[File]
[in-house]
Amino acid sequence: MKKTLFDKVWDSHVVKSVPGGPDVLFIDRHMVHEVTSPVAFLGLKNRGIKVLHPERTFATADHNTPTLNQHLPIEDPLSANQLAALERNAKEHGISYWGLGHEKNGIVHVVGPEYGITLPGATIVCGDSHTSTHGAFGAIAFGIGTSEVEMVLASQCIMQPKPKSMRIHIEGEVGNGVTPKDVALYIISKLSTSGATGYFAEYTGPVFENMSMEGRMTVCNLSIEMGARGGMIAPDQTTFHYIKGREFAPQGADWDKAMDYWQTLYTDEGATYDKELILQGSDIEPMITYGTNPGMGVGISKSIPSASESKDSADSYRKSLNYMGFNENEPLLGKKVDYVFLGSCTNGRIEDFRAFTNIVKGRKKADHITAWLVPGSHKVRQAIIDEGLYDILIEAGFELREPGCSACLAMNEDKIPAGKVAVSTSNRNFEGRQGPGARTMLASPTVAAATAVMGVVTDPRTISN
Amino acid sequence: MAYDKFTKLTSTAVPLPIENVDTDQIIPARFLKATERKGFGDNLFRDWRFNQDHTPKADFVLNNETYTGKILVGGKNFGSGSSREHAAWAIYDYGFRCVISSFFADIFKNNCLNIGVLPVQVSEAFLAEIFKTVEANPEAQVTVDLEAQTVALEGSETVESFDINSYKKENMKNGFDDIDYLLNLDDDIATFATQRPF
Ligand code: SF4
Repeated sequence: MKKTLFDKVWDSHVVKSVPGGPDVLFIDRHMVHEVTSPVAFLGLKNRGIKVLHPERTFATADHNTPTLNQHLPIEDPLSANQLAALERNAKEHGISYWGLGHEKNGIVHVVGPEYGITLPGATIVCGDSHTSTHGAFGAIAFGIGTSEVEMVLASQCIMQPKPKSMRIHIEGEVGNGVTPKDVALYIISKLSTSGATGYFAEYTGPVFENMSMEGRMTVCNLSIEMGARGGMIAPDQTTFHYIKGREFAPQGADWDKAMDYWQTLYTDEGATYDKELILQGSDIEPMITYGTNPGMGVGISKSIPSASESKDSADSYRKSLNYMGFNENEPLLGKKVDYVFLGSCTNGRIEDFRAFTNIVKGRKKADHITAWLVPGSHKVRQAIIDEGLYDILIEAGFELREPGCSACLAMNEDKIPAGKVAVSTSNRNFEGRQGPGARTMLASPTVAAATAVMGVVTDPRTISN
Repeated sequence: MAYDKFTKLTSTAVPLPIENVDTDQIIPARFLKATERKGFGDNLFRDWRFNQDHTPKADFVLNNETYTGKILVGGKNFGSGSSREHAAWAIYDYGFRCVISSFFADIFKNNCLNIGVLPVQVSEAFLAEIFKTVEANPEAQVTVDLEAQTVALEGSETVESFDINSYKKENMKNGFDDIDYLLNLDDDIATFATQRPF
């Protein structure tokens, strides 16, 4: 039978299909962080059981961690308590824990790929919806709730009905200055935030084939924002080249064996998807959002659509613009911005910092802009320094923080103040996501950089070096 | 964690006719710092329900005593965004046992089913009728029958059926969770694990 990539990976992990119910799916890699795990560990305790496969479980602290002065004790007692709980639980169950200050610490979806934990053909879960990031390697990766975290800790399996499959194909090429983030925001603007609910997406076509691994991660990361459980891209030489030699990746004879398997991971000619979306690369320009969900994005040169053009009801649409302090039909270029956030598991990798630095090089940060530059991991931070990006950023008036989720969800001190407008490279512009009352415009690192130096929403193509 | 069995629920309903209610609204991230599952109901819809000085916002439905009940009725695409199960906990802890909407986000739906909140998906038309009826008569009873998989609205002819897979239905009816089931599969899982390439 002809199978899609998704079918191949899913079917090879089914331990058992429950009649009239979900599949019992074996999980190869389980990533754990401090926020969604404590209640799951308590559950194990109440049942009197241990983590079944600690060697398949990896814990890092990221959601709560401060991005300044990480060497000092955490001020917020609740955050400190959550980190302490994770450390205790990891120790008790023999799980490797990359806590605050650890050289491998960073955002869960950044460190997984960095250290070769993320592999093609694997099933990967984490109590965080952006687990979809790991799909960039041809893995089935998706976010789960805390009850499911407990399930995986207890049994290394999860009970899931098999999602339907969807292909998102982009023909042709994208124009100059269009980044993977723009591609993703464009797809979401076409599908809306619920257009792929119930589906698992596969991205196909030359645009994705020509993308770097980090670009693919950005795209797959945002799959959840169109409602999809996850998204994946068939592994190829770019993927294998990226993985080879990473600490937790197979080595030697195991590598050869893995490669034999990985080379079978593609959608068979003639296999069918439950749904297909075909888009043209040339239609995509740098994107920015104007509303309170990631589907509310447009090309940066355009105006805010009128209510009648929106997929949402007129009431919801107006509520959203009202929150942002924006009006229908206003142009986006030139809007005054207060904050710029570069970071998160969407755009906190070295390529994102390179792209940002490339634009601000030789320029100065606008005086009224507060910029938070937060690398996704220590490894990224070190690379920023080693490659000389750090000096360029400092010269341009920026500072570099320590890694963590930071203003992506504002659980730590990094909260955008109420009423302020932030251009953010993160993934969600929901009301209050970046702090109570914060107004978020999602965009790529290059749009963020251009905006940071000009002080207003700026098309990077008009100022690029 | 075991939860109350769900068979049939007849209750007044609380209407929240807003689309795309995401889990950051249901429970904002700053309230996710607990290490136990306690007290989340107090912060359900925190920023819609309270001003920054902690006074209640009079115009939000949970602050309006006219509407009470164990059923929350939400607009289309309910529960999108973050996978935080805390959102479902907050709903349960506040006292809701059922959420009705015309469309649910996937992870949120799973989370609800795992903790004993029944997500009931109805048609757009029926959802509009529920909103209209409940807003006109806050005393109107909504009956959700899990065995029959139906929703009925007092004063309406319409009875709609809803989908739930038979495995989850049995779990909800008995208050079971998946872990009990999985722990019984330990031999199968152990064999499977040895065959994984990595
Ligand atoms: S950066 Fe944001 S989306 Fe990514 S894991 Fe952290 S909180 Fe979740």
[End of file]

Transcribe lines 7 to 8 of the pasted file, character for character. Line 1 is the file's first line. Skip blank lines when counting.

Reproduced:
């Protein structure tokens, strides 16, 4: 039978299909962080059981961690308590824990790929919806709730009905200055935030084939924002080249064996998807959002659509613009911005910092802009320094923080103040996501950089070096 | 964690006719710092329900005593965004046992089913009728029958059926969770694990 990539990976992990119910799916890699795990560990305790496969479980602290002065004790007692709980639980169950200050610490979806934990053909879960990031390697990766975290800790399996499959194909090429983030925001603007609910997406076509691994991660990361459980891209030489030699990746004879398997991971000619979306690369320009969900994005040169053009009801649409302090039909270029956030598991990798630095090089940060530059991991931070990006950023008036989720969800001190407008490279512009009352415009690192130096929403193509 | 069995629920309903209610609204991230599952109901819809000085916002439905009940009725695409199960906990802890909407986000739906909140998906038309009826008569009873998989609205002819897979239905009816089931599969899982390439 002809199978899609998704079918191949899913079917090879089914331990058992429950009649009239979900599949019992074996999980190869389980990533754990401090926020969604404590209640799951308590559950194990109440049942009197241990983590079944600690060697398949990896814990890092990221959601709560401060991005300044990480060497000092955490001020917020609740955050400190959550980190302490994770450390205790990891120790008790023999799980490797990359806590605050650890050289491998960073955002869960950044460190997984960095250290070769993320592999093609694997099933990967984490109590965080952006687990979809790991799909960039041809893995089935998706976010789960805390009850499911407990399930995986207890049994290394999860009970899931098999999602339907969807292909998102982009023909042709994208124009100059269009980044993977723009591609993703464009797809979401076409599908809306619920257009792929119930589906698992596969991205196909030359645009994705020509993308770097980090670009693919950005795209797959945002799959959840169109409602999809996850998204994946068939592994190829770019993927294998990226993985080879990473600490937790197979080595030697195991590598050869893995490669034999990985080379079978593609959608068979003639296999069918439950749904297909075909888009043209040339239609995509740098994107920015104007509303309170990631589907509310447009090309940066355009105006805010009128209510009648929106997929949402007129009431919801107006509520959203009202929150942002924006009006229908206003142009986006030139809007005054207060904050710029570069970071998160969407755009906190070295390529994102390179792209940002490339634009601000030789320029100065606008005086009224507060910029938070937060690398996704220590490894990224070190690379920023080693490659000389750090000096360029400092010269341009920026500072570099320590890694963590930071203003992506504002659980730590990094909260955008109420009423302020932030251009953010993160993934969600929901009301209050970046702090109570914060107004978020999602965009790529290059749009963020251009905006940071000009002080207003700026098309990077008009100022690029 | 075991939860109350769900068979049939007849209750007044609380209407929240807003689309795309995401889990950051249901429970904002700053309230996710607990290490136990306690007290989340107090912060359900925190920023819609309270001003920054902690006074209640009079115009939000949970602050309006006219509407009470164990059923929350939400607009289309309910529960999108973050996978935080805390959102479902907050709903349960506040006292809701059922959420009705015309469309649910996937992870949120799973989370609800795992903790004993029944997500009931109805048609757009029926959802509009529920909103209209409940807003006109806050005393109107909504009956959700899990065995029959139906929703009925007092004063309406319409009875709609809803989908739930038979495995989850049995779990909800008995208050079971998946872990009990999985722990019984330990031999199968152990064999499977040895065959994984990595
Ligand atoms: S950066 Fe944001 S989306 Fe990514 S894991 Fe952290 S909180 Fe979740």